If one takes the entire world as one spatial entity, the global system of resource allocation is characterized by the existence of fragmented sub-systems of power and authority – the nation states[5]; and the increasing integration of the production and distribution of resources spanning national boundaries.[6] Although political power and authority predominantly rests in the hands of sovereign nation states and there is an absence of a central governing authority in the world, institutions and regimes play important roles in the system for resource allocation (Keohane, 2002.) I refer to the study of the global system of resource allocation as Political Economy (upper case) - and the global system of resource allocation, itself, as political economy (lower case).[7] One could also refer to the study of this system as International Political Economy to distinguish it from studying the allocation of resources in one specific region, or one nation state’s system. Simply using the term Political Economy is preferable, in my mind, as it is a semantic effort to move away from the rigid disciplinary walls academia has constructed.

The 2007 Global Financial Crisis is a phenomenon that occurred within the world’s system of resource allocation. The proposed study will continue the trend Palan (2000) identified within the discipline of International Political Economy (IPE), with IPE returning to its Political Economy roots. Palan (2000:2-3) quotes Gilpin’s 1987 definition of International Political Economy as containing an unsatisfactory implicit assumption, namely that politics and economics are two separate, indeed, parallel realms:

“The parallel existence and mutual interaction of ‘state’ and ‘market’ in the modern world create ‘political economy’ … In the absence of state, the price mechanism and market forces would determine the outcome of economic activities; this would be the pure world of the economist. In the absence of market, the state or its equivalent would allocate economic resources; this would be the pure world of political scientist.”

According to Palan (2000) this challenge to bridge the divide is responsible for a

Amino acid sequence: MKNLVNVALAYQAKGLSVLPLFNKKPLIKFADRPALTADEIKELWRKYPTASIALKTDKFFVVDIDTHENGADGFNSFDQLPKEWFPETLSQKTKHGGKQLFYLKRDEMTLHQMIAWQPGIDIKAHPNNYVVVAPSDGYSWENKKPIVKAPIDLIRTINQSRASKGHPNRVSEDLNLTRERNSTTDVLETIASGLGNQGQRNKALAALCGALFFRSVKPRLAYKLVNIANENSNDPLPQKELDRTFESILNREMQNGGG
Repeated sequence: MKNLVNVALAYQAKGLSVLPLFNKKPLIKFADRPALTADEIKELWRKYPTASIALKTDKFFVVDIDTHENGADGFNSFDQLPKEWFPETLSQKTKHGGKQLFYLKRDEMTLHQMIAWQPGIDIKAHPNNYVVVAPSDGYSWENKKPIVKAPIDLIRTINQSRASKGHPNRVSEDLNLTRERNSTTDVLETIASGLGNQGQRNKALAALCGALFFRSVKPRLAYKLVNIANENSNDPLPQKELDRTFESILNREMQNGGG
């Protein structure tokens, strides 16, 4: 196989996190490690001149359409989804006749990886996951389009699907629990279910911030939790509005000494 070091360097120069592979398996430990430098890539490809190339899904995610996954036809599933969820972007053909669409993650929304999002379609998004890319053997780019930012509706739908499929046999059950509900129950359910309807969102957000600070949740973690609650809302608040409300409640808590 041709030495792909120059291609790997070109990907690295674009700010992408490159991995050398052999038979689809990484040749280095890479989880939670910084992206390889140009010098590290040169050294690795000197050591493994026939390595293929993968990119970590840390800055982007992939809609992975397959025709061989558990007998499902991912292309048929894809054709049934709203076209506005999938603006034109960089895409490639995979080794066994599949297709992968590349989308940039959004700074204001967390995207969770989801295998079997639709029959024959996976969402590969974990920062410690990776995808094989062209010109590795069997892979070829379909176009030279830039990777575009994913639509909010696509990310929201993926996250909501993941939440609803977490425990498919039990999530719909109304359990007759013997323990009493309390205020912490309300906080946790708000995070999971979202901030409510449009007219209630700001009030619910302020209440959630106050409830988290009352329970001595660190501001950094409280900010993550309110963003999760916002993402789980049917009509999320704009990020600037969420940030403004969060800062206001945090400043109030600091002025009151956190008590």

theoretical realignment occurring in IPE. To answer the first research question I will need to bridge the politics-economics divide. The proposed study will argue that this divide has had an overly reductionist impact on the type of answers economists and political scientists have produced in explaining social phenomenon. This divide is an old leftover from the dominant nineteenth century liberal ideology that defined modernity as the differentiation of three social spheres – the market, the state and civil society (Wallerstein, 2004:6). It is this differentiation that led to the birth of Economics, Political Science and Sociology, as separate disciplines.

The financial crisis has upended the discipline of Economics. Much criticism is expressed about the failure of Economics to predict the global financial crisis, and in hindsight, the shortcomings of contemporary economic theory (The Economist, 2009:11-12). It is outside the study’s purview to explore these debates in depth; however, I share the current criticism of contemporary economic theories relative to the financial crisis, and the proposed study will argue that part of the problem is the shortage of political economic theory – requiring moving away from the narrow focus on the modes of production and distribution only. Concomitantly, Political Science will be better served in constructing theories on the level of analysis of the political economic system, as opposed to sub-systems of power and authority only. The Economist recently argued in an editorial for a reinvention of Economics (2009:12). I would like to restate their argument as follows (inclusions in brackets are my own words and not the original article’s conslusions):